http://nanohub.org/resources/14132
Computational materials scientists have been among the earliest and heaviest users of leadership-class supercomputers. The codes and algorithms which have been developed span a wide range of physical scales and have been useful not only for gaining scientific insight, but also as testbeds for exploring new approaches for tacking evolving challenges, including massive (nearly million-way) concurrency, an increased need for fault and power management, and data bottlenecks. Multiscale, or …http://nanohub.org/site/resources/2012/05/14148/2012.02.07-Germann-PRISM.mp3Computational materials scientists have been among the earliest and heaviest users of leadership-class supercomputers. The codes and algorithms which have been developed span a wide range of physical scales and have been useful not only for gaining scientific insight, but also as testbeds for exploring new approaches for tacking evolving challenges, including massive (nearly million-way) concurrency, an increased need for fault and power management, and data bottlenecks. Multiscale, or …noexascale, exascale computing, from outside NCN, hosted/taped by NCN@Purdue, materials, Materials EngineeringTimothy C. GermannTimothy C. GermannOnline PresentationsThu, 31 May 2012 07:38:53 +0000http://nanohub.org/site/resources/2012/05/14148/2012.02.07-Germann-PRISM.mp3MD Simulations of Gas Flows in Nano-Channels and Interface Thermal Resistance Between Simple Liquids and Solids
http://nanohub.org/resources/14133
This talk focuses on our group’s recent research on molecular dynamics simulations of gas flows in nano-scale confined geometries, and interface thermal resistance between simple liquids and solids. Gas flow research demonstrates the importance of wall force field effects that penetrate approximately 1 nm from each surface. Gas density, viscous and normal stress distributions and the velocity profiles within this region show deviations from the Boltzmann equation solutions. Presence of this near wall sub-layer indicates the breakdown of similitude between the rarefied and nano-scale confined gas flows, solely based on the Knudsen number. In addition, MD simulations performed in a wide Knudsen range enable prediction of the Tangential Momentum Accommodation Coefficient for argon gas in contact with FCC surfaces. The second half of the talk summarizes our research on MD simulations of heat transfer in nano-channels, and our efforts to determine a phenomenological model for the interface thermal resistance (Kapitza resistance) between liquid argon and FCC surfaces. We utilize MD results to extract a model for the Kapitza length as a function of the molecular properties and temperature of the wall, and wall-fluid interaction strength. Specific results for the Kapitza length at argon-silver and argon-graphite interfaces are given; and onset of continuum behavior for liquid argon confined in nano-channels as small as 5 nm is demonstrated.http://nanohub.org/site/resources/2012/05/14156/2011.12.02-Beskok-PRISM.mp3This talk focuses on our group’s recent research on molecular dynamics simulations of gas flows in nano-scale confined geometries, and interface thermal resistance between simple liquids and solids. Gas flow research demonstrates the importance of wall force field effects that penetrate approximately 1 nm from each surface. Gas density, viscous and normal stress distributions and the velocity profiles within this region show deviations from the Boltzmann equation solutions. Presence of this near wall sub-layer indicates the breakdown of similitude between the rarefied and nano-scale confined gas flows, solely based on the Knudsen number. In addition, MD simulations performed in a wide Knudsen range enable prediction of the Tangential Momentum Accommodation Coefficient for argon gas in contact with FCC surfaces. The second half of the talk summarizes our research on MD simulations of heat transfer in nano-channels, and our efforts to determine a phenomenological model for the interface thermal resistance (Kapitza resistance) between liquid argon and FCC surfaces. We utilize MD results to extract a model for the Kapitza length as a function of the molecular properties and temperature of the wall, and wall-fluid interaction strength. Specific results for the Kapitza length at argon-silver and argon-graphite interfaces are given; and onset of continuum behavior for liquid argon confined in nano-channels as small as 5 nm is demonstrated.nofrom outside NCN, hosted/taped by NCN@Purdue, molecular dynamics, thermal resistanceAli BeskokAli BeskokOnline PresentationsFri, 01 Jun 2012 01:16:56 +0000http://nanohub.org/site/resources/2012/05/14156/2011.12.02-Beskok-PRISM.mp3Particle Simulations of Ion Generation and Transport in Microelectromechanical Systems and Micropropulsion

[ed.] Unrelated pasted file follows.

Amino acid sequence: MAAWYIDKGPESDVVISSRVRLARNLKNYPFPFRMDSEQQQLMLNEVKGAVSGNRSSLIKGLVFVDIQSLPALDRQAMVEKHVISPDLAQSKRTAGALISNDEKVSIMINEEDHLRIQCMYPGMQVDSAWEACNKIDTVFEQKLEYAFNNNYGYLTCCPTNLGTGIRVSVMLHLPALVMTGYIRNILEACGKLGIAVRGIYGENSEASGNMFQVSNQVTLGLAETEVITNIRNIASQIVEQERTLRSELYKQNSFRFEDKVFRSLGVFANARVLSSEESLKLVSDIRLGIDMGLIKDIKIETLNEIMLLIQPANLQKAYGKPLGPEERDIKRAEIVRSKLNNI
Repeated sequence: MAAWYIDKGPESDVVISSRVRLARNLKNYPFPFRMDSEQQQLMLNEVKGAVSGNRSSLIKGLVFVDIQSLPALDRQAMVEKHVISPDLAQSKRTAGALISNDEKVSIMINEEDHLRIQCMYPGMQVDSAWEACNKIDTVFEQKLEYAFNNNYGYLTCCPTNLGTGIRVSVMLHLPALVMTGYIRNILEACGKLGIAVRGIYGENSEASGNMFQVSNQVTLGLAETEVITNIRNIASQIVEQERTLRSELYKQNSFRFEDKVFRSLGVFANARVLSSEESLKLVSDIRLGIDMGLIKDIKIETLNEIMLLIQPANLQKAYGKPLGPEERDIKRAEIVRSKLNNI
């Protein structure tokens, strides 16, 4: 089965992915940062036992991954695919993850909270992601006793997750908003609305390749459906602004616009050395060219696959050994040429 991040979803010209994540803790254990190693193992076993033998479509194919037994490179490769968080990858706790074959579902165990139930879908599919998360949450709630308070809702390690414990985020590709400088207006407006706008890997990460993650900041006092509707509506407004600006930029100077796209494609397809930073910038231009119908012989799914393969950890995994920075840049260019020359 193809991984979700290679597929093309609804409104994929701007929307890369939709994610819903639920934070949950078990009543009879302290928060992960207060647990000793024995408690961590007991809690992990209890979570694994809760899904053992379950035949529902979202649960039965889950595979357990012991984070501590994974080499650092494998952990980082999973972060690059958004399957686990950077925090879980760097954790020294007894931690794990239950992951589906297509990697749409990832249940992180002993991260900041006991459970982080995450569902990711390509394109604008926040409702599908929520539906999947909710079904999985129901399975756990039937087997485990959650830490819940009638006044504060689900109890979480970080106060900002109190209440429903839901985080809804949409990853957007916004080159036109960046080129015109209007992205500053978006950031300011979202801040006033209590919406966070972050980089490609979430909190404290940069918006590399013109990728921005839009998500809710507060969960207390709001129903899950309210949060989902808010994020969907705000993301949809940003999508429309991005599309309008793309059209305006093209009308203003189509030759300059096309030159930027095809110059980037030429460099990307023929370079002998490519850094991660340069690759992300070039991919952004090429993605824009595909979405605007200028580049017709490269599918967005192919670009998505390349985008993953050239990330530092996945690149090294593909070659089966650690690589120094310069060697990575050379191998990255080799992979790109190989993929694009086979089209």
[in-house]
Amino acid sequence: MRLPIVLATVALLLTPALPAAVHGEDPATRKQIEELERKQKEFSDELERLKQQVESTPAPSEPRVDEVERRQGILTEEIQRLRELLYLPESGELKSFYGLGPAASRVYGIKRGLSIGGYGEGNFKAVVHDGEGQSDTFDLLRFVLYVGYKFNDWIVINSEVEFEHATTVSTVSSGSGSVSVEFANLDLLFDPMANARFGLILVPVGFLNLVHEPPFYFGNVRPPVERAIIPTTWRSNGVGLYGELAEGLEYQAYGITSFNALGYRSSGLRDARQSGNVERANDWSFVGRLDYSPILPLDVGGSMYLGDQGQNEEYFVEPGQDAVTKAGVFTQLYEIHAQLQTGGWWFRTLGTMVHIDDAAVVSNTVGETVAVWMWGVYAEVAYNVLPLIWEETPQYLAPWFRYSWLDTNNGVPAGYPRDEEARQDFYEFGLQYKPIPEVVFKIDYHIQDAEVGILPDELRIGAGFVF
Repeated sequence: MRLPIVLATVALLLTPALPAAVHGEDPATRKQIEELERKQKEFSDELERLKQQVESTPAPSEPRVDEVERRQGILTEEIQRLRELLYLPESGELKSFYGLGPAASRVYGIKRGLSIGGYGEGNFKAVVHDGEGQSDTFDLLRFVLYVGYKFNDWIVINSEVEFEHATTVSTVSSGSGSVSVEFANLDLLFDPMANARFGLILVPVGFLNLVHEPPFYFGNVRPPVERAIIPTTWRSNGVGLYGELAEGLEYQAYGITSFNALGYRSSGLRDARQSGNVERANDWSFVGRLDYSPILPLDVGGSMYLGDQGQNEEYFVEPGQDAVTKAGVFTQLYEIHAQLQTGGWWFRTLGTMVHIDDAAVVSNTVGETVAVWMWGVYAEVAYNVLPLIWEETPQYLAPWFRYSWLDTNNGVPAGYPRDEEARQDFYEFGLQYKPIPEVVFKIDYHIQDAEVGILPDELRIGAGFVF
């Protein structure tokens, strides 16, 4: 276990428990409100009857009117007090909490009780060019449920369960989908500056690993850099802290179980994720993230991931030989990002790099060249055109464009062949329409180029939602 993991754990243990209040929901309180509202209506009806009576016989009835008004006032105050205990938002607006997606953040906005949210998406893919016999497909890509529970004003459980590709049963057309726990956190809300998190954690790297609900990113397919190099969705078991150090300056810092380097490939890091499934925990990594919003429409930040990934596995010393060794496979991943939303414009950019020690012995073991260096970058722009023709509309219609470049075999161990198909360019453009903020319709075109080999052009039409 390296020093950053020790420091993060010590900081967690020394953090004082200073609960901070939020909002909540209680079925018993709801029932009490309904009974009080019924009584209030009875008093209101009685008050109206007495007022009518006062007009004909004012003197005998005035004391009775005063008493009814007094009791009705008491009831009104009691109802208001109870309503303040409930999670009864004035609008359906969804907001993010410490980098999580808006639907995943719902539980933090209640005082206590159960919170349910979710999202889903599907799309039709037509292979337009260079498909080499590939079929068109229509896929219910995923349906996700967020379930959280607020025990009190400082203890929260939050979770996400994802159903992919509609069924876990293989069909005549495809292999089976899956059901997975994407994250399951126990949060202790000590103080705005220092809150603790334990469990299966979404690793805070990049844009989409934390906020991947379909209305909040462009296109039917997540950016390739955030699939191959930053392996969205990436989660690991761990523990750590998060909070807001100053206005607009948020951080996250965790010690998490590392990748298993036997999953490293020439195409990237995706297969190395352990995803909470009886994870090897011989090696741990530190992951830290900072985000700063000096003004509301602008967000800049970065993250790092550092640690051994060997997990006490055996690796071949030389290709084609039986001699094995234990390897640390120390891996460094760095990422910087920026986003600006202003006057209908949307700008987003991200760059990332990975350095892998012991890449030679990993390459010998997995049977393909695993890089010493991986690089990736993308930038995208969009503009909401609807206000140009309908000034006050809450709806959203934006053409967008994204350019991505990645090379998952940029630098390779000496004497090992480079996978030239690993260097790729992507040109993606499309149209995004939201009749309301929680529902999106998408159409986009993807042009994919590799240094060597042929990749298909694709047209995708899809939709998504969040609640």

http://nanohub.org/resources/14112